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Film / Mysteries of Egypt

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Mysteries of Egypt is a 1998 IMAX Movie, directed by Bruce Neibaur. The film is mostly a documentary with a Framing Device, only 39 minutes in length. The main stars were Omar Sharif and Kate Maberly.

The film begins with an unseen Narrator mentioning the "wonders" of Egypt. The camera gives a spectacular overview of the Egyptian landscape. Then the scene shifts to a funeral, that of a Pharaoh. The narrator explains that his death was sudden and mysterious, that this Pharaoh died young. Once the funeral scene ends, the narrator finally names this Pharaoh: Tutankhamun (18th dynasty, reigned c. 1333-1323 BCE). The scene shifts to the area just outside the grave. Millennia pass and one man approaches: Howard Carter (1874-1939). The narrator explains that Carter spend years searching the Valley of the Kings, returning empty-handed many times. A scene detailing his activities follows.


Then the setting shifts to a city of modern Egypt. We finally meet our narrator, an Egyptian grandfather (Sharif) who tells the tale to his teenaged granddaughter (Maberly). He lives in Egypt, while she is just visiting the country. But the girl asks him about the Curse of Tutankhamun, which she has heard so much about. Grandpa is rather annoyed that she ignores the Pharaohs, the tombs, the monuments, and the great civilization. All in favor of the Mummy's Curse. He promises to tell her about the curse later. First they have to take a trip together.

The next scene takes the viewers on a trip down the Nile, complete with a map super-imposed over the beautiful photography of the flight. Grandpa explains the importance of the Nile to Egyptian civilization and how they relied on it for their continued survival. The film continues to shift between a number of parallel "storylines".

  • On one, Grandpa and his granddaughter visit ancient Egyptian monuments. He tries to explain to her the advances needed to both design and built them. In the process exploring how the ancient Egyptians, lived and thought. These scenes provide detailed images of the monuments in their current condition. The girl eventually gets more appreciative of the ancient culture.
  • A number of flashbacks establish different phases of the ancient civilization. A tale of builders, priests and grave robbers.
  • The other storyline follows the efforts of Carter through the discovery of the tomb (November 4, 1922) and his first look at the burial chamber (November 26). The latter scene also introduces the man financing his efforts: George Herbert, 5th Earl of Carnarvon (1866-1923). This storyline ends with the death of Carnarvon and an explanation of how his early death helped spread rumors of a curse.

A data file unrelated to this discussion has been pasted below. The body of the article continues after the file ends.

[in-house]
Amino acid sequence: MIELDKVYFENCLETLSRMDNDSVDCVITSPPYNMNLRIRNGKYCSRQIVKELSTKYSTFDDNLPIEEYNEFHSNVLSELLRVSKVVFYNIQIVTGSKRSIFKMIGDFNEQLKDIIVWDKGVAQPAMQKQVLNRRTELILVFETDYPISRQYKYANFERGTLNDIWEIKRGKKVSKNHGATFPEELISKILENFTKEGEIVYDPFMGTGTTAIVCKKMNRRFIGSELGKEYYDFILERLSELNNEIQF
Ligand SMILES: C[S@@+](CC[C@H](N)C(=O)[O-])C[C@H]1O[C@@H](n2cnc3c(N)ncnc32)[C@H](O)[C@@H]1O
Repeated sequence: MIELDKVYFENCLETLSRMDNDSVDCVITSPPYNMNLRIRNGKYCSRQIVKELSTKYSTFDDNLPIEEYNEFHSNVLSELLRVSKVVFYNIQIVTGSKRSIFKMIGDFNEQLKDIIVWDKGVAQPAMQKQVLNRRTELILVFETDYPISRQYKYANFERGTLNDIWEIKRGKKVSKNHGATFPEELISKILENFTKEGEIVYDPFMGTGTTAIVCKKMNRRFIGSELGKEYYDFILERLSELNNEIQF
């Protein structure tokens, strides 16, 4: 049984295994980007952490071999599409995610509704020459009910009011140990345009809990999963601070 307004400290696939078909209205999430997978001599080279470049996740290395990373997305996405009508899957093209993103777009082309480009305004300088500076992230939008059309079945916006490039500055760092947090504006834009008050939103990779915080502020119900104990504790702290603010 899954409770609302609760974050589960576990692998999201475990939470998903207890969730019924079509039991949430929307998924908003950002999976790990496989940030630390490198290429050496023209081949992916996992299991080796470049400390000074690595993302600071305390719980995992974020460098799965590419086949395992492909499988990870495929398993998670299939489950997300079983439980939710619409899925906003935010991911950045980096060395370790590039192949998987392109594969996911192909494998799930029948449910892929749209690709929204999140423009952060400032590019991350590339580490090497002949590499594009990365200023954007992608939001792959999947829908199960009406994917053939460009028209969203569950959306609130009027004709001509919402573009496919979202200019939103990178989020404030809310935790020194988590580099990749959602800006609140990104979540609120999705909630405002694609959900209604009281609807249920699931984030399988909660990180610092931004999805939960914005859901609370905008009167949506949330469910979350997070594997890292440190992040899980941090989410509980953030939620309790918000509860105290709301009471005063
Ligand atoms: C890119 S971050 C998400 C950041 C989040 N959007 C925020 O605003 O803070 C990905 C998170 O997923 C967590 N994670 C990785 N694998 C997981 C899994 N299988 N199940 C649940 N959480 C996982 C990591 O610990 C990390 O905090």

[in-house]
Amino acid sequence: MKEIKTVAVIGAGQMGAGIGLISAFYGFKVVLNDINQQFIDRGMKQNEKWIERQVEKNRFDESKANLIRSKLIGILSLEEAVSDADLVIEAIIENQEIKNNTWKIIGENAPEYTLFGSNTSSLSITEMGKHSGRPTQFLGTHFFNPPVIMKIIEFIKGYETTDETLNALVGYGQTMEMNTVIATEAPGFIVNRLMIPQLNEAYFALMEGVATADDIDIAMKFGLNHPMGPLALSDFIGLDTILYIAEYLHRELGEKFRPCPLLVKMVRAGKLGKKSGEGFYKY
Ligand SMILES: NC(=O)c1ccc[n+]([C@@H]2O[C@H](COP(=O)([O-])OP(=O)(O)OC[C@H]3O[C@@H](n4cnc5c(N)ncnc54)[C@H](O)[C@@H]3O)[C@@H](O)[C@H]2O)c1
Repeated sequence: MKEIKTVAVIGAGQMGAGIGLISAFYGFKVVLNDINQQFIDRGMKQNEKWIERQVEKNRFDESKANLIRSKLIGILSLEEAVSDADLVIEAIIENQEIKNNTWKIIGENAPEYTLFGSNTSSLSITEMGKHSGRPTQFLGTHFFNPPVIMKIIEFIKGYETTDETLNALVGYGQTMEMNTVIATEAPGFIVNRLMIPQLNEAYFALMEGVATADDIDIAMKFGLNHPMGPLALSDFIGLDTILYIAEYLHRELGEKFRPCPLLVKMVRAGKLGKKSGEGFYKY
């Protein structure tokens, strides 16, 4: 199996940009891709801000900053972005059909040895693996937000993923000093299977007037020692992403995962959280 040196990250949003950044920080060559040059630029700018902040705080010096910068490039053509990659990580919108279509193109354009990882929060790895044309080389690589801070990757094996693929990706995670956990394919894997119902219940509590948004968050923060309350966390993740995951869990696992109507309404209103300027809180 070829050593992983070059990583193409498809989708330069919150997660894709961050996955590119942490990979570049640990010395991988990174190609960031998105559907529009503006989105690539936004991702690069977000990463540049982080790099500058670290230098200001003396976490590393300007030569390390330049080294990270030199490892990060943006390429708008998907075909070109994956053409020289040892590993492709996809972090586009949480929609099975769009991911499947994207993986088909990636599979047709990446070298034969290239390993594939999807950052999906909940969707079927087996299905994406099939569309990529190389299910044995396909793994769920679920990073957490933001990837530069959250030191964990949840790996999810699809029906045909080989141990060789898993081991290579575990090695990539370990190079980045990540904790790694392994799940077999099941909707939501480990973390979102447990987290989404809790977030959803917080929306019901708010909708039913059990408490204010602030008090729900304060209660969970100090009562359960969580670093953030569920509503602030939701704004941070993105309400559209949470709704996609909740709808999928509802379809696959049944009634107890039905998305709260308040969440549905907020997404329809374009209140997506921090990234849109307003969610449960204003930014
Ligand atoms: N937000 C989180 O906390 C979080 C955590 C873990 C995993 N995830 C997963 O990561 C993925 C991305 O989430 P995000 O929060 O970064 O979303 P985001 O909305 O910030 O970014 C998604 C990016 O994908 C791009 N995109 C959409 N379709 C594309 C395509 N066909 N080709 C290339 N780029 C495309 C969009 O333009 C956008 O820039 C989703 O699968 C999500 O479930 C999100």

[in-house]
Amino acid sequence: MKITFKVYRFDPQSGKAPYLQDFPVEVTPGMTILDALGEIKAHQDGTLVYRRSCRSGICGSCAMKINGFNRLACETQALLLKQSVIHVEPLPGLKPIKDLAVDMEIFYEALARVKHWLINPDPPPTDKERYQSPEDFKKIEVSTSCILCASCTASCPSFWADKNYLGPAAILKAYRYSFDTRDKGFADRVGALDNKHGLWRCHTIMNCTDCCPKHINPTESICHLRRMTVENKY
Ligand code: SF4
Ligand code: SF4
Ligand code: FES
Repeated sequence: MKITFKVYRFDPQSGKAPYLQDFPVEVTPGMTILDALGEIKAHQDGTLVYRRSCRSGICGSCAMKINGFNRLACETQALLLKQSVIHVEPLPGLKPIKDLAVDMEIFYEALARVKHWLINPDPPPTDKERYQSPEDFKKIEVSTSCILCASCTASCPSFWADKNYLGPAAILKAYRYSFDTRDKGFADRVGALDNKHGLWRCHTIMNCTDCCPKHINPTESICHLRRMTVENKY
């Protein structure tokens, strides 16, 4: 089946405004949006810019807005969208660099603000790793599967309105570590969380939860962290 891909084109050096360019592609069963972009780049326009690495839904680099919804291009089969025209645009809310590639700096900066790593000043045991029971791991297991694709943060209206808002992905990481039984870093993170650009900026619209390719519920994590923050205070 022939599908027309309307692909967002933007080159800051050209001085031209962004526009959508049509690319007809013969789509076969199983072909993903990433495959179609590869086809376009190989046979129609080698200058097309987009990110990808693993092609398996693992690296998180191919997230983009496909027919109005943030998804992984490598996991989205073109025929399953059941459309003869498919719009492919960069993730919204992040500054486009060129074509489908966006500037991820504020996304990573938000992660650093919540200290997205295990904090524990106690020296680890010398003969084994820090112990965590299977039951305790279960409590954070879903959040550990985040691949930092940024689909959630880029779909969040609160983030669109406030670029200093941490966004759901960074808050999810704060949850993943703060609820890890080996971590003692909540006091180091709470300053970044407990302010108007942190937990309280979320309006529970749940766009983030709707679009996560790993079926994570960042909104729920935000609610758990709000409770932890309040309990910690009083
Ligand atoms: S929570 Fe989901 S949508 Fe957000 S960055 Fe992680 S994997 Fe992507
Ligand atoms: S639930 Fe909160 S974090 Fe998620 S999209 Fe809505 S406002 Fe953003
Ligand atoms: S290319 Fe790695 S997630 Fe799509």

The film was a minor box office hit. Its worldwide gross is estimated to 44,703,731 dollars. About 40 million of these dollars came from the United States market, where it was the 50th most successful film of its year. Reviews were mostly positive, focusing on its visual appeal and its use as a basic introduction to the "rich tapestry of history". The film ,as reviewer Herb Lash put it,: "strikes an engaging balance between travelogue, documentary and storytelling". There is some criticism about never going in-depth about any particular subject. Though this arguably results from its brevity.

The film provides examples of:

  • Adventurer Archaeologist: Howard Carter seems more a treasure hunter than a scholar.
  • Ancient Egypt: The subject matter.
  • Audience Surrogate: The granddaughter.
  • Grave Robbing: Several scenes depict ancient Egyptian grave robbers.
  • Info Dump
  • Instructional Dialogue: At least in some scenes between the two main characters.
  • Mr. Exposition: Grandpa.
  • Naïve Newcomer: The granddaughter is a Newcomer to Egypt and some of her questions are really Naive.
  • No Name Given: Neither Grandpa, nor his granddaughter are ever given actual names. For that matter, all the Egyptian characters depicted (both ancient and modern) remain nameless.
  • Pyramid Power: Averted. The film emphatically states that these were built by human beings, not Gods. Explaining both the methods of building and their significance to ancient Egyptians.
  • The Watson: The granddaughter asks at least some questions that the intended audience would also ask. She is also attractive as befits the female variants of the trope.


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